After months of living in the snug warmth of your womb, soothed by the rhythm of your heart and breathing, rocked by your movements, it can be a shock for your baby to encounter the brightness, noise and rough textures of the world. Keep her happy by easing her into it gently, especially if she shows signs of growing anxious or irritable. Go through a mental checklist: has she slept well, eaten, passed wind, is her nappy dry and is she not too hot or cold? Then try these steps:
Wrapping baby firmly in a large, thin, soft blanket can remind her of the security of her pre-birth existence – ask your clinic sister or someone else with experience to show you how.
Provide soothing sounds
“Most studies have been using lullabies,” says Durban specialist paediatrician Dr Ridwan Omar. “Such therapy has the advantage of providing developmental stimulation, reduces stress (for mother and baby), promotes bonding with parents, improves the chances of successful breastfeeding, and facilitates communication, and neurological and social development.” White noise, to simulate the sounds in your womb, can also help. Try putting on the fan, download a white noise app (there are a slew online, be sure to read the reviews), or invest in a special white noise machine for babies. Some (like Clicks’ Infantino) switch on when baby cries and even project a “calming light show” while playing soothing melodies and natural sounds. Be sure to keep volume controls low to protect baby’s ears.
Carry her in a sling or carrier
This way she can feel your warmth, heartbeat and breathing, and be rocked by your movements. Slings are made of strong fabric run through rings; carriers are more structured, with support for baby’s chest or back. Get someone practised, like a clinic sister, to show you how, to ensure that baby’s neck and spine are supported, her legs spread are no wider than her pelvis, and her bottom is lower than her knees. “Make sure their necks are supported, their airways are not obstructed in any way, and take caution when bending, to protect your own back!” says Dr Ridwan.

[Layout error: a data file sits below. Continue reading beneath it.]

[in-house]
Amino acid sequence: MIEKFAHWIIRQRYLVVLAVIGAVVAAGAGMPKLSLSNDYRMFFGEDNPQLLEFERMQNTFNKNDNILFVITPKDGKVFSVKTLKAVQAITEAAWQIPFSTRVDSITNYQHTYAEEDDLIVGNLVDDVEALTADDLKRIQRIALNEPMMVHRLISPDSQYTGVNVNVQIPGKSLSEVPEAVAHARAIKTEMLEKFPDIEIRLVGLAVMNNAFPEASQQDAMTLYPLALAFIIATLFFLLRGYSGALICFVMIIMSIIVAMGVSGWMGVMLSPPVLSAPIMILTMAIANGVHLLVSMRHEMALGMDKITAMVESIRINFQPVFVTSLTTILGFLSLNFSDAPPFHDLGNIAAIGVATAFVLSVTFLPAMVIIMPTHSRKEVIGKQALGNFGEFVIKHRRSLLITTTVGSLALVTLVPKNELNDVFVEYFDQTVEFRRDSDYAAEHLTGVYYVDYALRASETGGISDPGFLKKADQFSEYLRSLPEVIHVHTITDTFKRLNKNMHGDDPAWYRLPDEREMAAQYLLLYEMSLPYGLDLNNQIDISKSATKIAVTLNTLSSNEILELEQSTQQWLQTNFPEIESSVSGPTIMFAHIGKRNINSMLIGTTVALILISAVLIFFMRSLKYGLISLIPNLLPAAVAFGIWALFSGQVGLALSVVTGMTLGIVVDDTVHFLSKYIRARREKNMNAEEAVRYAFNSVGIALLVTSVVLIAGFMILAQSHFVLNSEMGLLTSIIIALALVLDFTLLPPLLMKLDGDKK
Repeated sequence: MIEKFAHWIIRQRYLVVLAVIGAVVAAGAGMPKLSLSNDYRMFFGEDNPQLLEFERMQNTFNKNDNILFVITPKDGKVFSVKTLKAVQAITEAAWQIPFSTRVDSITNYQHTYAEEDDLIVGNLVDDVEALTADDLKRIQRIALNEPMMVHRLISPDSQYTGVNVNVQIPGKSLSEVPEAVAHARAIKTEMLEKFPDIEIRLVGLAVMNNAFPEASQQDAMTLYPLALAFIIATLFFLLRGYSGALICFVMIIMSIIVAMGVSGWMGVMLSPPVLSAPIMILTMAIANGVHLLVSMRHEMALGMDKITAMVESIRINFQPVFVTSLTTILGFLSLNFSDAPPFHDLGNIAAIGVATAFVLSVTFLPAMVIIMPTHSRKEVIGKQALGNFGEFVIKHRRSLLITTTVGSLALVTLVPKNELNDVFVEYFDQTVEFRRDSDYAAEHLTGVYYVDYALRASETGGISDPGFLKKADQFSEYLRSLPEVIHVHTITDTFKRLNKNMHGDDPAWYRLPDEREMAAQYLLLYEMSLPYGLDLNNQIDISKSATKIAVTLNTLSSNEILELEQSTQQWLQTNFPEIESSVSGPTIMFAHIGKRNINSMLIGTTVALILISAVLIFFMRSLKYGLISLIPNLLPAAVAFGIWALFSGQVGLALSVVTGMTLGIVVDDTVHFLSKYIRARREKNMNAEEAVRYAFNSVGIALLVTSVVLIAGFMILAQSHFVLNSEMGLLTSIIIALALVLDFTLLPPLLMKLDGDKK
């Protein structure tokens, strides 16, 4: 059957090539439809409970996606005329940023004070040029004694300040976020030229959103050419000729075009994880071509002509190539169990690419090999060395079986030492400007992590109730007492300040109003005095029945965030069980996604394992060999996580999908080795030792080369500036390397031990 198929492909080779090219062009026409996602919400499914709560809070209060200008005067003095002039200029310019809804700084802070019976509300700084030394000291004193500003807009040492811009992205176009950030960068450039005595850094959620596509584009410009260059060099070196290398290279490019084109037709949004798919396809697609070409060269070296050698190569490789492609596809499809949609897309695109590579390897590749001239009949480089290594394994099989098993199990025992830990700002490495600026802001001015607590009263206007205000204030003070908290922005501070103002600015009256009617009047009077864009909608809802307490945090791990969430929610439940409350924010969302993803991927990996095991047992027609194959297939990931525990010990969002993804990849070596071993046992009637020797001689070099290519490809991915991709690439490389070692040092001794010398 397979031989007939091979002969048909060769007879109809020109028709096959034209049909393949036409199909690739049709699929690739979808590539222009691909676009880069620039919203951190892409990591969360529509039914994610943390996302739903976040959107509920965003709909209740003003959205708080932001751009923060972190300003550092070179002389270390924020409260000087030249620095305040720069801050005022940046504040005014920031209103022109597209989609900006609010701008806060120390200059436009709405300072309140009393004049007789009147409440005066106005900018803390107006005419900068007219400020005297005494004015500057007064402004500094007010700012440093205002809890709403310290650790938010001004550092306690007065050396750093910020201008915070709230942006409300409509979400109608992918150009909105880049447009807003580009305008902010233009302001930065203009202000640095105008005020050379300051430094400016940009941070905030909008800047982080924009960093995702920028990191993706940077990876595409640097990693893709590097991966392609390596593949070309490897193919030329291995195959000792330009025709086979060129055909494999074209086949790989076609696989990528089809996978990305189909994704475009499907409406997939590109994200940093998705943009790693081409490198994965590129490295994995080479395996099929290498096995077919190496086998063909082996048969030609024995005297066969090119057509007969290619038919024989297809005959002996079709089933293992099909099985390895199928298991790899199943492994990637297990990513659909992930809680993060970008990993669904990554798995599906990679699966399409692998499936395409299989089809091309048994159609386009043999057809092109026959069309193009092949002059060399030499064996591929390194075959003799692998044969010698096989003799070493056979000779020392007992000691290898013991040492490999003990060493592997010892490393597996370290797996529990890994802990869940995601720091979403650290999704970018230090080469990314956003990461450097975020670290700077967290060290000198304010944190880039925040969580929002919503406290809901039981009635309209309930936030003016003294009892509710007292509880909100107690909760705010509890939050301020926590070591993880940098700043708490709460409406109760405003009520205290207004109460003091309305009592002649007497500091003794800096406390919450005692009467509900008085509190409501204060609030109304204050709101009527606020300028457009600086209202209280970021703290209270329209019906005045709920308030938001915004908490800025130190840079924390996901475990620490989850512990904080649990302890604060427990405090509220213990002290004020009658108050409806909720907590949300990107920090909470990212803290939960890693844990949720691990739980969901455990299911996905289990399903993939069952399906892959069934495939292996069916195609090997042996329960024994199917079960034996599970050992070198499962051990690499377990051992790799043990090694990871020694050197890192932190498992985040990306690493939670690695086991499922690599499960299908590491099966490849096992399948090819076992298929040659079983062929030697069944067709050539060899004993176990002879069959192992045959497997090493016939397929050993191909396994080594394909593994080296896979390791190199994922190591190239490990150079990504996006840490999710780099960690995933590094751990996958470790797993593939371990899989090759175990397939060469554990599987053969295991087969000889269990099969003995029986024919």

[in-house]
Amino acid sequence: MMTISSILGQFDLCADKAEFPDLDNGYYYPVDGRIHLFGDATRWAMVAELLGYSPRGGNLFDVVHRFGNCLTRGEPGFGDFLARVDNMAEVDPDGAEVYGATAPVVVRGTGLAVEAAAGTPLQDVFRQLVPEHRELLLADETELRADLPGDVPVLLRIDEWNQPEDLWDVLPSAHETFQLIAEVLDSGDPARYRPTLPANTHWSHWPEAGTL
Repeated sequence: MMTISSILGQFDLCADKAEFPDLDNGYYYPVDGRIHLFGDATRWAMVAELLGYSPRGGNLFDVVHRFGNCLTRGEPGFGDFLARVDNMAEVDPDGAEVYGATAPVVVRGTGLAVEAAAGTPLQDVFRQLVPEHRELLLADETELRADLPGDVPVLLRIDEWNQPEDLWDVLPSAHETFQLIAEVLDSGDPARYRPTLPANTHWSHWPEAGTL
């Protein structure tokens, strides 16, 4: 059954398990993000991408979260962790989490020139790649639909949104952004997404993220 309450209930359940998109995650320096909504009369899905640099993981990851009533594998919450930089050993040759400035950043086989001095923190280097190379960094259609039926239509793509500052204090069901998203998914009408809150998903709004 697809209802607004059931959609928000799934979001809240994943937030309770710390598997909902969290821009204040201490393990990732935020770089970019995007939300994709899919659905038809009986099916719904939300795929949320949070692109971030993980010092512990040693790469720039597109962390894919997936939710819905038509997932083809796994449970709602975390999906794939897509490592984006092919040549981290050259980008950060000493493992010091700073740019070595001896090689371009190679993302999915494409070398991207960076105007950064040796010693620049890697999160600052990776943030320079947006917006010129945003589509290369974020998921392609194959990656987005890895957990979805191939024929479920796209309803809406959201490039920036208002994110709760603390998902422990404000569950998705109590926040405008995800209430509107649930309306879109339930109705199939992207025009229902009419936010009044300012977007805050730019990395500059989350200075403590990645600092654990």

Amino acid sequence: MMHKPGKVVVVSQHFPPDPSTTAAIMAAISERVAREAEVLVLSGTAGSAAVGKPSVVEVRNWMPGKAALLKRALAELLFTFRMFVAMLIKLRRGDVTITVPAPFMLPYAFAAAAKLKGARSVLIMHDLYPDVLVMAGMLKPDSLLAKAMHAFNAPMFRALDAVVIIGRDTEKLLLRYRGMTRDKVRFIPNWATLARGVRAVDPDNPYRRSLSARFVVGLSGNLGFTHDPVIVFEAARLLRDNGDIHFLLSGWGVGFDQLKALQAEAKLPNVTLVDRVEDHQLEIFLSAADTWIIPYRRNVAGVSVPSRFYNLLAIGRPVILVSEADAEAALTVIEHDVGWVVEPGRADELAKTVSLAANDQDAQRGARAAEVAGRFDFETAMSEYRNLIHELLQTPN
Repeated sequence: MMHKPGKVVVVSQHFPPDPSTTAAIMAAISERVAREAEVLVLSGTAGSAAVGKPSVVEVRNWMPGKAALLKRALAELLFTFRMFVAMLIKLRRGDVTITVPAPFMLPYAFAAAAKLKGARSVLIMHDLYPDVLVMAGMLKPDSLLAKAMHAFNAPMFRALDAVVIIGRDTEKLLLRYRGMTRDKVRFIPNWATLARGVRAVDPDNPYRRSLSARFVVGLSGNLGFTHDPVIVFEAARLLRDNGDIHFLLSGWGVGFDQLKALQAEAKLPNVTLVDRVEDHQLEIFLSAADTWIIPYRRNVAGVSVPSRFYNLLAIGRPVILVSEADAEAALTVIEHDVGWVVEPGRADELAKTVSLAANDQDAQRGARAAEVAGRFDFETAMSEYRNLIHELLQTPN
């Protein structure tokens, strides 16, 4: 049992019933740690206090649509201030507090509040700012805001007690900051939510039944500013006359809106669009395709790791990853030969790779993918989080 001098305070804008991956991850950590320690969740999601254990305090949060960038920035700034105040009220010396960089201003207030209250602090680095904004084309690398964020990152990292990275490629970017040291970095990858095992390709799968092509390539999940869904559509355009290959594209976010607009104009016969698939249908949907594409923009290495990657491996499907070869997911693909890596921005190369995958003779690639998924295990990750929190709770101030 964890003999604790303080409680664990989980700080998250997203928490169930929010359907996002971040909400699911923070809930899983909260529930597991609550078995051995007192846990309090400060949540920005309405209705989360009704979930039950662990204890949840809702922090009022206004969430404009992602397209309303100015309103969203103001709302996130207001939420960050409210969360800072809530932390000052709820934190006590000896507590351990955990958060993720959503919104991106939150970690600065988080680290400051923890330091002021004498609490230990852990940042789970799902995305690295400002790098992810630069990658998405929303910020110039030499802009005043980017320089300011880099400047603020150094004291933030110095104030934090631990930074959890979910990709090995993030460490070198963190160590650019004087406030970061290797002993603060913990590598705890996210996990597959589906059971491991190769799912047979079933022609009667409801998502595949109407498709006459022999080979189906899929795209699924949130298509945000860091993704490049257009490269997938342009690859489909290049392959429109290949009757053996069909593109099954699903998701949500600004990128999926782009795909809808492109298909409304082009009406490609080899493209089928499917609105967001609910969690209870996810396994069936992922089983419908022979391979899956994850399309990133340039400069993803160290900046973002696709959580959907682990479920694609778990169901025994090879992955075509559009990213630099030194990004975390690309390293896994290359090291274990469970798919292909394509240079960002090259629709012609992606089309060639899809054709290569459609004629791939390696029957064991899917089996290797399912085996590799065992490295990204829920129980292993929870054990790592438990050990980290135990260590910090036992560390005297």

Give her a massage
Ask your clinic sister or pharmacist to recommend a baby oil, then try a little on a small spot of baby’s skin (where she can’t suck it!) and wait a day to see there’s no irritation. Lay her on a soft towel or blanket on the floor. Sit with your legs out in front of you, or with your soles touching, and her inside the “diamond” space between them. Warm a little oil in your hands, and gently massage her abdomen in a clockwise motion. Massage her scalp as though shampooing her, avoiding the soft fontanel. Hold a wrist in one hand, and making a C-shape with your other hand, run it slowly down her arm several times. Repeat for the other arm, and for each leg, running your hand from thigh to foot. Turn her on her tummy and run both hands from the base of her neck to her bottom. Keep strokes gentle but firm.
Check that her nappy is comfortable
Newborn skin is very sensitive, and even if you change her often, she can develop a rash. Use a good nappy cream every time you change her (ask your pharmacist or clinic sister to advise you), to create a protective barrier and soothe skin. If baby still develops a rash, change the cream or the make of nappy – some babies are sensitive to the gels in certain disposables. If you use cloth nappies, change your washing power, as some may cause irritation. If possible, says Dr Ridwan, leave baby without a nappy for five minutes each day in gentle early morning or late afternoon sun to help dry and heal her skin, and to simply enjoy the feeling of freedom.
IMAGE CREDIT: 123rf.com